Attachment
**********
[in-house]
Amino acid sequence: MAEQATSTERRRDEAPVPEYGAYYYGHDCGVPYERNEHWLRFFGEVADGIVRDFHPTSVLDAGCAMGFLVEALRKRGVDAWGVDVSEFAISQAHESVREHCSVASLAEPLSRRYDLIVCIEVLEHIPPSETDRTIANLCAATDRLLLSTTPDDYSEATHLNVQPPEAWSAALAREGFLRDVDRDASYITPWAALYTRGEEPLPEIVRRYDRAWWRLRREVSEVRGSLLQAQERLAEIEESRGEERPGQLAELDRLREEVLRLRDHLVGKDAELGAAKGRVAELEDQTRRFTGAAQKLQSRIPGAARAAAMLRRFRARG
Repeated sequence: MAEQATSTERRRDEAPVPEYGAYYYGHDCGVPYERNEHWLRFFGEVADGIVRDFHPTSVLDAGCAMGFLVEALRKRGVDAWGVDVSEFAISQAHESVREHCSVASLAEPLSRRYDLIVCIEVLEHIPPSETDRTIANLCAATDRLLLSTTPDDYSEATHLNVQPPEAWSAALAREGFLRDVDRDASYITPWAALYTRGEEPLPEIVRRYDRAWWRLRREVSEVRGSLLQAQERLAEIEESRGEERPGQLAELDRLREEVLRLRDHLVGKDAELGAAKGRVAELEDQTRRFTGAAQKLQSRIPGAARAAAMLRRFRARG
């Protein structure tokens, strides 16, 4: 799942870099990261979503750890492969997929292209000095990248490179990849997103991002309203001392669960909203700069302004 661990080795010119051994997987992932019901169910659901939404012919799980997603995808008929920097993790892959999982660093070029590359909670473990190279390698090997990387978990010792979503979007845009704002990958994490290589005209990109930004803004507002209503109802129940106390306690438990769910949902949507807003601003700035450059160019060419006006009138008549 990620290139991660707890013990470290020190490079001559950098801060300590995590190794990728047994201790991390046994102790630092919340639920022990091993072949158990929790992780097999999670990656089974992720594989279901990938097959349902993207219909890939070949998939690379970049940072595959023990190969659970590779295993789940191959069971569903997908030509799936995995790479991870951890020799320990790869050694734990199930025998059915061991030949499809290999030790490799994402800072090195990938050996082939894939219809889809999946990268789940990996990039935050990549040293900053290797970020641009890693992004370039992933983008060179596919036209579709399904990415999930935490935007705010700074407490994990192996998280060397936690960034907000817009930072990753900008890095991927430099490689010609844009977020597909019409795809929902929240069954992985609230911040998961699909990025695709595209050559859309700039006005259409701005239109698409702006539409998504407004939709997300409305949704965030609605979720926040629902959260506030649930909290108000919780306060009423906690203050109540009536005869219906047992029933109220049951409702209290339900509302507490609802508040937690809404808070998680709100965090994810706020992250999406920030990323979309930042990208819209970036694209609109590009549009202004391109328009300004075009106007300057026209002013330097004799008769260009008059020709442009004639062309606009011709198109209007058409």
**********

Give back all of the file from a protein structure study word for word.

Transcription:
[in-house]
Amino acid sequence: MAEQATSTERRRDEAPVPEYGAYYYGHDCGVPYERNEHWLRFFGEVADGIVRDFHPTSVLDAGCAMGFLVEALRKRGVDAWGVDVSEFAISQAHESVREHCSVASLAEPLSRRYDLIVCIEVLEHIPPSETDRTIANLCAATDRLLLSTTPDDYSEATHLNVQPPEAWSAALAREGFLRDVDRDASYITPWAALYTRGEEPLPEIVRRYDRAWWRLRREVSEVRGSLLQAQERLAEIEESRGEERPGQLAELDRLREEVLRLRDHLVGKDAELGAAKGRVAELEDQTRRFTGAAQKLQSRIPGAARAAAMLRRFRARG
Repeated sequence: MAEQATSTERRRDEAPVPEYGAYYYGHDCGVPYERNEHWLRFFGEVADGIVRDFHPTSVLDAGCAMGFLVEALRKRGVDAWGVDVSEFAISQAHESVREHCSVASLAEPLSRRYDLIVCIEVLEHIPPSETDRTIANLCAATDRLLLSTTPDDYSEATHLNVQPPEAWSAALAREGFLRDVDRDASYITPWAALYTRGEEPLPEIVRRYDRAWWRLRREVSEVRGSLLQAQERLAEIEESRGEERPGQLAELDRLREEVLRLRDHLVGKDAELGAAKGRVAELEDQTRRFTGAAQKLQSRIPGAARAAAMLRRFRARG
């Protein structure tokens, strides 16, 4: 799942870099990261979503750890492969997929292209000095990248490179990849997103991002309203001392669960909203700069302004 661990080795010119051994997987992932019901169910659901939404012919799980997603995808008929920097993790892959999982660093070029590359909670473990190279390698090997990387978990010792979503979007845009704002990958994490290589005209990109930004803004507002209503109802129940106390306690438990769910949902949507807003601003700035450059160019060419006006009138008549 990620290139991660707890013990470290020190490079001559950098801060300590995590190794990728047994201790991390046994102790630092919340639920022990091993072949158990929790992780097999999670990656089974992720594989279901990938097959349902993207219909890939070949998939690379970049940072595959023990190969659970590779295993789940191959069971569903997908030509799936995995790479991870951890020799320990790869050694734990199930025998059915061991030949499809290999030790490799994402800072090195990938050996082939894939219809889809999946990268789940990996990039935050990549040293900053290797970020641009890693992004370039992933983008060179596919036209579709399904990415999930935490935007705010700074407490994990192996998280060397936690960034907000817009930072990753900008890095991927430099490689010609844009977020597909019409795809929902929240069954992985609230911040998961699909990025695709595209050559859309700039006005259409701005239109698409702006539409998504407004939709997300409305949704965030609605979720926040629902959260506030649930909290108000919780306060009423906690203050109540009536005869219906047992029933109220049951409702209290339900509302507490609802508040937690809404808070998680709100965090994810706020992250999406920030990323979309930042990208819209970036694209609109590009549009202004391109328009300004075009106007300057026209002013330097004799008769260009008059020709442009004639062309606009011709198109209007058409």